2-Star Stocks Poised to Plunge: Geron?

Market-lagging returns could be written in these two stars.

Brian D. Pacampara, CFA
Brian D. Pacampara, CFA
Jan 26, 2009 at 12:00AM

Based on the aggregated intelligence of 125,000-plus investors participating in Motley Fool CAPS, the Fool's free investing community, biopharmaceutical company Geron (NASDAQ:GERN) has received a distressing two-star ranking. While one-star stocks have been the worst performers, our data has shown that two-star stocks still lag the market by a significant margin and should be approached with caution; conversely, highly rated stocks have outperformed the S&P.

With that in mind, let's take a closer look at Geron's business, and see what CAPS investors are saying about the stock right now.

Geron facts

Headquarters (founded)

Menlo Park, California (1990)

Market Cap

$561.3 million



TTM Revenue

$6.95 million


CEO Dr. Thomas Okarma (since 1999)
CFO David Greenwood (since 1995)

Return on Equity (average, last three years)



Bristol-Myers Squibb (NYSE:BMY)
GlaxoSmithKline (NYSE:GSK)

CAPS members bearish on GERN also bearish on

General Motors (NYSE:GM)
Overstock.com (NASDAQ:OSTK)

CAPS members bullish on GERN also bullish on

Suntech Power (NYSE:STP)

Sources: Capital IQ, a division of Standard & Poor's, and Motley Fool CAPS. TTM = trailing 12 months.

Over on CAPS, fully 35 of the 151 All-Star members who have rated Geron -- some 23% -- believe the stock will underperform the S&P 500 going forward. These bears include tenmiles and zzlangerhans, both of whom are ranked in the top 1% of our community.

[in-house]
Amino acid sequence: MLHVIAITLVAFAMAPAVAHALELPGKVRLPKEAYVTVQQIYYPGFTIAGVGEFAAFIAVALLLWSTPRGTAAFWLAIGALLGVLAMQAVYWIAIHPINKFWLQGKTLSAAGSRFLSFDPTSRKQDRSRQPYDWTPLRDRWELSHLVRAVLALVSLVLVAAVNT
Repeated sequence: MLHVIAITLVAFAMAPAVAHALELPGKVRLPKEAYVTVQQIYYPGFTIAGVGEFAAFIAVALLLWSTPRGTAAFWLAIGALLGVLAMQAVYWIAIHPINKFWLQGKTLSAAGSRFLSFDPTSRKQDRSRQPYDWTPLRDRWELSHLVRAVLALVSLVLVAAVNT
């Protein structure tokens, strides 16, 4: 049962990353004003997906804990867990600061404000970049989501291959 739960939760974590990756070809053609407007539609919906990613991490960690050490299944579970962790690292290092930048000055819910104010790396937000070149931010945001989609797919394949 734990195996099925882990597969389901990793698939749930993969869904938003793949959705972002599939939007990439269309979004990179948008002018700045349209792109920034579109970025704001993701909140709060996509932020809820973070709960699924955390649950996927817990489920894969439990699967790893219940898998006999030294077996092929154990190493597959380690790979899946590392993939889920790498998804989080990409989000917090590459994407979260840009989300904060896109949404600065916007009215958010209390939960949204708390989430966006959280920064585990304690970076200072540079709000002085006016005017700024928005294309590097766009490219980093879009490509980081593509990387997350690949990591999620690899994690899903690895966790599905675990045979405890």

Just this past Friday, tenmiles addressed Geron's seemingly unsustainable price performance: "I hope the science works, but believe the stock is ahead of itself near term."

In a pitch from three weeks ago, zzlangerhans shares that bearishness and explains why the stock is flying dangerously high :

The premise that an Obama presidency increases the value of stem cell biotechs is faulty for two reasons. The first is that Obama can only control the availability of federal funds for stem cell research. There is no reason to expect any direct effect on availability of funds or credit for biotech companies. The second is that no matter how much additional money and resources might become available to these companies in the near future, science is not like politics. The winner isn't the one who raised the most money, it's the one with the right ideas. And Geron hasn't proven anything to anyone about having the right ideas. ... A fat slug of cash seems to be the only mark in their favor.

What do you think about Geron, or any other stock for that matter? Make your voice heard on Motley Fool CAPS today. More than 125,000 investors are waiting to hear what you have to say. CAPS is 100% free, so simply click here to get started.